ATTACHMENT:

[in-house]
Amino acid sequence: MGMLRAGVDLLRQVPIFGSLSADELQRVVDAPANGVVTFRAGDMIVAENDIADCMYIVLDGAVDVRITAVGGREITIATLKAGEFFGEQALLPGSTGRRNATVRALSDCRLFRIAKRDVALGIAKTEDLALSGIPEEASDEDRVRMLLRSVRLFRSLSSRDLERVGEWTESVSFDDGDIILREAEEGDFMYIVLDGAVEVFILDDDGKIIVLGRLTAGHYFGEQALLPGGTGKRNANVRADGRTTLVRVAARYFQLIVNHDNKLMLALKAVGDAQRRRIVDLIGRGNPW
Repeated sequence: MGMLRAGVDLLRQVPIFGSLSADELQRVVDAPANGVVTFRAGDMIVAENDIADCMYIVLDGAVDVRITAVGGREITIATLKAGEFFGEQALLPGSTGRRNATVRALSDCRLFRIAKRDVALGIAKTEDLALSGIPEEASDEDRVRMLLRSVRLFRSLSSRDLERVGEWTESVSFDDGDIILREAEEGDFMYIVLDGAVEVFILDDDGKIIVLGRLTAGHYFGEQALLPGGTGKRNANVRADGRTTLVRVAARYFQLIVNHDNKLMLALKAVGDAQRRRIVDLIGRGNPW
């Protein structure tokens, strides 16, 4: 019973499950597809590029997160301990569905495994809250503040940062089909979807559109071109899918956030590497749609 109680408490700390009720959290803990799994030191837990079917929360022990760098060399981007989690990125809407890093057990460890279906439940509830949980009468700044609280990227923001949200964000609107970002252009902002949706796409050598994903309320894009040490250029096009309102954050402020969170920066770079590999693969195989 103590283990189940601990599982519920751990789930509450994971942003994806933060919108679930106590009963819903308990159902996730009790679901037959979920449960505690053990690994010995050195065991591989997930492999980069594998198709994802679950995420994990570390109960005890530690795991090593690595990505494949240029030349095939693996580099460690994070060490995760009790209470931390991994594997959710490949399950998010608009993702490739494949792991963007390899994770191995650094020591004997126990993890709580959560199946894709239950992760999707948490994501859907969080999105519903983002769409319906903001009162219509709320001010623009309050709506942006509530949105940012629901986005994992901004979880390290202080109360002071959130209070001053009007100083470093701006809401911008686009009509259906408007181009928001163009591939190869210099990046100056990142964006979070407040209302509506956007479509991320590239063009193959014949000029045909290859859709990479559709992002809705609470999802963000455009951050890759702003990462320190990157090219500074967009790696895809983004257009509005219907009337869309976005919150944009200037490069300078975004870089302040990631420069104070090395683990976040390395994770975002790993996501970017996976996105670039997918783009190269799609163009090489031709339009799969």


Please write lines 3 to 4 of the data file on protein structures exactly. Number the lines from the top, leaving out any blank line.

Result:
Repeated sequence: MGMLRAGVDLLRQVPIFGSLSADELQRVVDAPANGVVTFRAGDMIVAENDIADCMYIVLDGAVDVRITAVGGREITIATLKAGEFFGEQALLPGSTGRRNATVRALSDCRLFRIAKRDVALGIAKTEDLALSGIPEEASDEDRVRMLLRSVRLFRSLSSRDLERVGEWTESVSFDDGDIILREAEEGDFMYIVLDGAVEVFILDDDGKIIVLGRLTAGHYFGEQALLPGGTGKRNANVRADGRTTLVRVAARYFQLIVNHDNKLMLALKAVGDAQRRRIVDLIGRGNPW
């Protein structure tokens, strides 16, 4: 019973499950597809590029997160301990569905495994809250503040940062089909979807559109071109899918956030590497749609 109680408490700390009720959290803990799994030191837990079917929360022990760098060399981007989690990125809407890093057990460890279906439940509830949980009468700044609280990227923001949200964000609107970002252009902002949706796409050598994903309320894009040490250029096009309102954050402020969170920066770079590999693969195989 103590283990189940601990599982519920751990789930509450994971942003994806933060919108679930106590009963819903308990159902996730009790679901037959979920449960505690053990690994010995050195065991591989997930492999980069594998198709994802679950995420994990570390109960005890530690795991090593690595990505494949240029030349095939693996580099460690994070060490995760009790209470931390991994594997959710490949399950998010608009993702490739494949792991963007390899994770191995650094020591004997126990993890709580959560199946894709239950992760999707948490994501859907969080999105519903983002769409319906903001009162219509709320001010623009309050709506942006509530949105940012629901986005994992901004979880390290202080109360002071959130209070001053009007100083470093701006809401911008686009009509259906408007181009928001163009591939190869210099990046100056990142964006979070407040209302509506956007479509991320590239063009193959014949000029045909290859859709990479559709992002809705609470999802963000455009951050890759702003990462320190990157090219500074967009790696895809983004257009509005219907009337869309976005919150944009200037490069300078975004870089302040990631420069104070090395683990976040390395994770975002790993996501970017996976996105670039997918783009190269799609163009090489031709339009799969």